Gove will review various documents, such as healthcare proxy, trusts, power of attorney, last will and testament, declaration of homestead, and medical orders for life-sustaining treatment. Those in attendance should gain a better understanding of when and if these documents are necessary to complete.

The event is free and open to the public. Light refreshments will be provided, and tours of the assisted-living community will be available after the program. Seating is limited, and reservations are requested by June 16 by calling (413) 584-0701 or e-mailing [email protected]. Parking is available on Village Hill Road, Moser Street, and in the Christopher Heights parking lot on the corner of Moser Street and Musante Drive.

Education Sections

Down to a Science Center

Marcia Scanlon says the numerous simulators in the new Science and Innovation Center provide unique, hands-on learning experiences.

Marcia Scanlon says the numerous simulators in the new Science and Innovation Center provide unique, hands-on learning experiences.

John McDonald hit the pause button ever so briefly in his conversation with BusinessWest and went to the window.

He then scanned the parking lot for his pick-up truck, found it, and gestured toward it. “There … that was our other lab space — my truck,” said McDonald, an assistant professor in the Environmental Science Department at Westfield State University. “Occasionally, we’d have field labs, such as animal necropsies, and we’d have to do those on the back of the truck, parked next to Route 20. We had zero functional lab space.”

The window he pointed from is one of many in the spacious classroom/lab area dedicated to Environmental Science at the Dr. Nettie Maria Stevens Science and Innovation Center at WSU, which opened last fall and was officially dedicated earlier this month.

The space represents everything this department didn’t have before — especially ample room and modern facilities such as a wet lab complete with drains in the floor. And while this department represents perhaps the most dramatic ‘before-and-after,’ ‘night-and-day’ scenario when it comes to the new building, there are many such stories to be told here.

Like the one the Department of Nursing and Allied Health can tell.

Marcia Scanlon, chair of that department, said that, prior to the opening of the new center, the Nursing Department made do with some classroom space on campus and, for hands-on skills work, a room with three hospital beds and two simulators in what amounted to rented space at Baystate Noble Hospital, about a mile from the campus.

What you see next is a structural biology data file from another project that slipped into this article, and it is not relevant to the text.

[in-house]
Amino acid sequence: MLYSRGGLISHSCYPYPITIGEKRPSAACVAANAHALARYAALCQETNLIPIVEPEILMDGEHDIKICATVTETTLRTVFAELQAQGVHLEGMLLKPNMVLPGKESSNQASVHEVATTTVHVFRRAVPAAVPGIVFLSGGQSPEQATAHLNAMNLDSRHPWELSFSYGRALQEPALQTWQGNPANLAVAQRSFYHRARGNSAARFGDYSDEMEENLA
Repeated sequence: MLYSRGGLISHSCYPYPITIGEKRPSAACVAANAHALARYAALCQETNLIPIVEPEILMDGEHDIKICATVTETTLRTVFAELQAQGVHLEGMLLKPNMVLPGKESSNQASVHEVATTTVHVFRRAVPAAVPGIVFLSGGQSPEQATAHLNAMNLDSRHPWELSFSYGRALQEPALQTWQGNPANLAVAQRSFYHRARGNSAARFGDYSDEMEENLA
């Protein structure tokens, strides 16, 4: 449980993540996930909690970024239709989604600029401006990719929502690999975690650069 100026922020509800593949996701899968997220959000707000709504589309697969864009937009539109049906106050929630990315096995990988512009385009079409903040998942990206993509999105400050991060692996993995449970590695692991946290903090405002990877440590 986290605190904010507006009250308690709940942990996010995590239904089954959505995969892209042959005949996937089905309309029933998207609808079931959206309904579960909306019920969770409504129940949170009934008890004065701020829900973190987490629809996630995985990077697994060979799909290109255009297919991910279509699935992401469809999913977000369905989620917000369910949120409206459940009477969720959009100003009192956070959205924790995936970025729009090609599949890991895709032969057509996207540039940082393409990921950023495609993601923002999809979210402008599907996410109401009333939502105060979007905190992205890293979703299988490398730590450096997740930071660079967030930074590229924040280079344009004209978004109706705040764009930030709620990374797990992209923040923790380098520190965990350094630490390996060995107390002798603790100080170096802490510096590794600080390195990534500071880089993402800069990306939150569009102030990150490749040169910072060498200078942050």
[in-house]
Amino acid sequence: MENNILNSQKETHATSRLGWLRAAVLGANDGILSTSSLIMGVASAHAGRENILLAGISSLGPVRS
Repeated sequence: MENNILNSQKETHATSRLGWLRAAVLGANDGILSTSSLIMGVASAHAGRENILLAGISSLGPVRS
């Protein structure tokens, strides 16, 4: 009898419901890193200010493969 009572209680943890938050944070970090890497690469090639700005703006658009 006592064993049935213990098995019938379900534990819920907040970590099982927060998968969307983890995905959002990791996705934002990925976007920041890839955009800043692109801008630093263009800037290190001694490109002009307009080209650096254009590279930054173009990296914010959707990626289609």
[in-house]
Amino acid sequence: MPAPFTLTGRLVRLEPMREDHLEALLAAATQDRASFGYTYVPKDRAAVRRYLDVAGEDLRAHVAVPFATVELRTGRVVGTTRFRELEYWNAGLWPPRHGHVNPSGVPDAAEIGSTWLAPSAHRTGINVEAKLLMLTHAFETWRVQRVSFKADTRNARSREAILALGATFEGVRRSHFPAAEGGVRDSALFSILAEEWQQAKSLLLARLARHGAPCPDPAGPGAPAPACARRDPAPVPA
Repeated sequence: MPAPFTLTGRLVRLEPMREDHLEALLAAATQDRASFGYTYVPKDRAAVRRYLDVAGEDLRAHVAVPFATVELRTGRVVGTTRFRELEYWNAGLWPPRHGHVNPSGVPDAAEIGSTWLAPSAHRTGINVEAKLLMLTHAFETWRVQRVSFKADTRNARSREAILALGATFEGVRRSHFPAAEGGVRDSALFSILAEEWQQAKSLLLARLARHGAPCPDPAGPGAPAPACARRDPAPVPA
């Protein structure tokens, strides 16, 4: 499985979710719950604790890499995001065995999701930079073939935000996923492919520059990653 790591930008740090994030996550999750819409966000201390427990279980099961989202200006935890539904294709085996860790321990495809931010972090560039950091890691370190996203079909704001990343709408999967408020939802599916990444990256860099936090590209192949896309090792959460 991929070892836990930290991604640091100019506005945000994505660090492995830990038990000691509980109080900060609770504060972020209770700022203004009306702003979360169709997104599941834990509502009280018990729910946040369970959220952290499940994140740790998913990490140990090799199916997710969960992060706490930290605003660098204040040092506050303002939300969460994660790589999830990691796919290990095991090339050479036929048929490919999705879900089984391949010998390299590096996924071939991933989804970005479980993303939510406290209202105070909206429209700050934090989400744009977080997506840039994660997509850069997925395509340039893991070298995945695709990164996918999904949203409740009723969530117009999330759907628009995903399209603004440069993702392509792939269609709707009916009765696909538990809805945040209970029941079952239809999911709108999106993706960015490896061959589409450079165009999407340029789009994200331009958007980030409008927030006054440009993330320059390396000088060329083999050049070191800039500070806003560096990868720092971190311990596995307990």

Now, Nursing has a spacious suite of facilities in the 54,000-square-foot facility, including three simulation rooms, an eight-bed health-assessment room, an eight-bed nursing-skills lab, two control rooms, four high-fidelity mannequins, and 12 additional low- and mid-fidelity mannequins representing adults, children, infants, and newborns.

All this represents quite an upgrade, not just in space and convenience (students no longer have to make their way to Baystate Noble), but in overall learning opportunities, said Scanlon.

“By having all this on campus in this center, that gives students better access,” Scanlon explained. “It gives them better visibility, better access, and more opportunities to come for extra help if they need it.”

Jennifer Hanselman, professor and chair of the Biology Department, and Christopher Masi, chair of the Department of Physical and Chemical Sciences, told somewhat similar stories.

The 54,000-square-foot Dr. Nettie Maria Stevens Science and Innovation Center.

The 54,000-square-foot Dr. Nettie Maria Stevens Science and Innovation Center.

They, like Scanlon and McDonald, said a tremendous amount of research and input gathering, including visits to many other health and science centers in this region, were undertaken before the architects and construction crews went to work.

“We affiliated very closely with Springfield Technical Community College, which is a renowned simulation center for its Nursing and Allied Health,” said Scanlon, as she discussed just one example of this process. “We went and toured there to look at their technology and their equipment, and how they integrate it  — how often do they bring students to use it, and how do they use it? We made several trips there, and they actually came here, put hard hats on, and walked through our space to give us advice.”